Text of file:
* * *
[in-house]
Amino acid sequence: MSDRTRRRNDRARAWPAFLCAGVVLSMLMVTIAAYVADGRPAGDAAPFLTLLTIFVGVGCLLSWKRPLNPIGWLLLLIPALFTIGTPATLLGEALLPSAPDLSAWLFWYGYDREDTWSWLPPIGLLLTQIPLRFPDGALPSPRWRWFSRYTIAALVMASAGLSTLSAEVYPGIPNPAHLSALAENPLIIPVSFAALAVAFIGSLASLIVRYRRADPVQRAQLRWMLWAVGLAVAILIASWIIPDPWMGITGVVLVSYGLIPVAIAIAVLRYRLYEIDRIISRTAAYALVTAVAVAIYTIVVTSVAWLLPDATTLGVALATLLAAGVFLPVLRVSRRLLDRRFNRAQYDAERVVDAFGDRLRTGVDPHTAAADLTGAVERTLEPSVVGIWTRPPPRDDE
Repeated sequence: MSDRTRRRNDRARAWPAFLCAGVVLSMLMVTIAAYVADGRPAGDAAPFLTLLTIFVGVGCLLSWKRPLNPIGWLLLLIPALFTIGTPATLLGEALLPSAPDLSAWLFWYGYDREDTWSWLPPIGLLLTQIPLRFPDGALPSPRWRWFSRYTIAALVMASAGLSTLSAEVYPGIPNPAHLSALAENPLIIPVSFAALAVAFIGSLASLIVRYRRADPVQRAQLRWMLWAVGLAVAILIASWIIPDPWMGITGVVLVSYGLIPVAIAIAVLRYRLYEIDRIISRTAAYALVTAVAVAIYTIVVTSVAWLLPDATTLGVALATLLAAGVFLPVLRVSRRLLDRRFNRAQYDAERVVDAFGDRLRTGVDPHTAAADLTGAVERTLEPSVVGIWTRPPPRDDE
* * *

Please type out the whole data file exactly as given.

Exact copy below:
[in-house]
Amino acid sequence: MSDRTRRRNDRARAWPAFLCAGVVLSMLMVTIAAYVADGRPAGDAAPFLTLLTIFVGVGCLLSWKRPLNPIGWLLLLIPALFTIGTPATLLGEALLPSAPDLSAWLFWYGYDREDTWSWLPPIGLLLTQIPLRFPDGALPSPRWRWFSRYTIAALVMASAGLSTLSAEVYPGIPNPAHLSALAENPLIIPVSFAALAVAFIGSLASLIVRYRRADPVQRAQLRWMLWAVGLAVAILIASWIIPDPWMGITGVVLVSYGLIPVAIAIAVLRYRLYEIDRIISRTAAYALVTAVAVAIYTIVVTSVAWLLPDATTLGVALATLLAAGVFLPVLRVSRRLLDRRFNRAQYDAERVVDAFGDRLRTGVDPHTAAADLTGAVERTLEPSVVGIWTRPPPRDDE
Repeated sequence: MSDRTRRRNDRARAWPAFLCAGVVLSMLMVTIAAYVADGRPAGDAAPFLTLLTIFVGVGCLLSWKRPLNPIGWLLLLIPALFTIGTPATLLGEALLPSAPDLSAWLFWYGYDREDTWSWLPPIGLLLTQIPLRFPDGALPSPRWRWFSRYTIAALVMASAGLSTLSAEVYPGIPNPAHLSALAENPLIIPVSFAALAVAFIGSLASLIVRYRRADPVQRAQLRWMLWAVGLAVAILIASWIIPDPWMGITGVVLVSYGLIPVAIAIAVLRYRLYEIDRIISRTAAYALVTAVAVAIYTIVVTSVAWLLPDATTLGVALATLLAAGVFLPVLRVSRRLLDRRFNRAQYDAERVVDAFGDRLRTGVDPHTAAADLTGAVERTLEPSVVGIWTRPPPRDDE